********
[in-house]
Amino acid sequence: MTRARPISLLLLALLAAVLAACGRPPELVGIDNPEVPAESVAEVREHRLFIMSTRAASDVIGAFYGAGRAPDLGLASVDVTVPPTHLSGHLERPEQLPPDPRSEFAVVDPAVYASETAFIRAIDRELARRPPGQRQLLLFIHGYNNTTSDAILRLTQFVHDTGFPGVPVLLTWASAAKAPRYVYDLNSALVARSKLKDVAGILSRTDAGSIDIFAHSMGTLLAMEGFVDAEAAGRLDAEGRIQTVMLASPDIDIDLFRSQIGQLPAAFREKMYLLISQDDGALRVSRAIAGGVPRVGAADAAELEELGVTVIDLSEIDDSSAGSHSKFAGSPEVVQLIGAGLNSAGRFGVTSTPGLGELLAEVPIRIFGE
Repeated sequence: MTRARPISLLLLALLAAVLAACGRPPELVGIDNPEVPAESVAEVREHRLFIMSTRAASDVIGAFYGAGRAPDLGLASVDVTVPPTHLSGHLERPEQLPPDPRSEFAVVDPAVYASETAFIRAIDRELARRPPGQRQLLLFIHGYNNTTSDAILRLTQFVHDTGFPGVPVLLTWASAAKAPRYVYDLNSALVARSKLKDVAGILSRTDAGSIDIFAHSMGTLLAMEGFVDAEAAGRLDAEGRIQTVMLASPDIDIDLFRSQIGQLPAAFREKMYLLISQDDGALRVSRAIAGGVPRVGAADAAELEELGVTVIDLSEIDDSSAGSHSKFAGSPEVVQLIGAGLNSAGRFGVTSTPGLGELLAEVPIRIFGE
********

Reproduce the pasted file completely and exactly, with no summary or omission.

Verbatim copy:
[in-house]
Amino acid sequence: MTRARPISLLLLALLAAVLAACGRPPELVGIDNPEVPAESVAEVREHRLFIMSTRAASDVIGAFYGAGRAPDLGLASVDVTVPPTHLSGHLERPEQLPPDPRSEFAVVDPAVYASETAFIRAIDRELARRPPGQRQLLLFIHGYNNTTSDAILRLTQFVHDTGFPGVPVLLTWASAAKAPRYVYDLNSALVARSKLKDVAGILSRTDAGSIDIFAHSMGTLLAMEGFVDAEAAGRLDAEGRIQTVMLASPDIDIDLFRSQIGQLPAAFREKMYLLISQDDGALRVSRAIAGGVPRVGAADAAELEELGVTVIDLSEIDDSSAGSHSKFAGSPEVVQLIGAGLNSAGRFGVTSTPGLGELLAEVPIRIFGE
Repeated sequence: MTRARPISLLLLALLAAVLAACGRPPELVGIDNPEVPAESVAEVREHRLFIMSTRAASDVIGAFYGAGRAPDLGLASVDVTVPPTHLSGHLERPEQLPPDPRSEFAVVDPAVYASETAFIRAIDRELARRPPGQRQLLLFIHGYNNTTSDAILRLTQFVHDTGFPGVPVLLTWASAAKAPRYVYDLNSALVARSKLKDVAGILSRTDAGSIDIFAHSMGTLLAMEGFVDAEAAGRLDAEGRIQTVMLASPDIDIDLFRSQIGQLPAAFREKMYLLISQDDGALRVSRAIAGGVPRVGAADAAELEELGVTVIDLSEIDDSSAGSHSKFAGSPEVVQLIGAGLNSAGRFGVTSTPGLGELLAEVPIRIFGE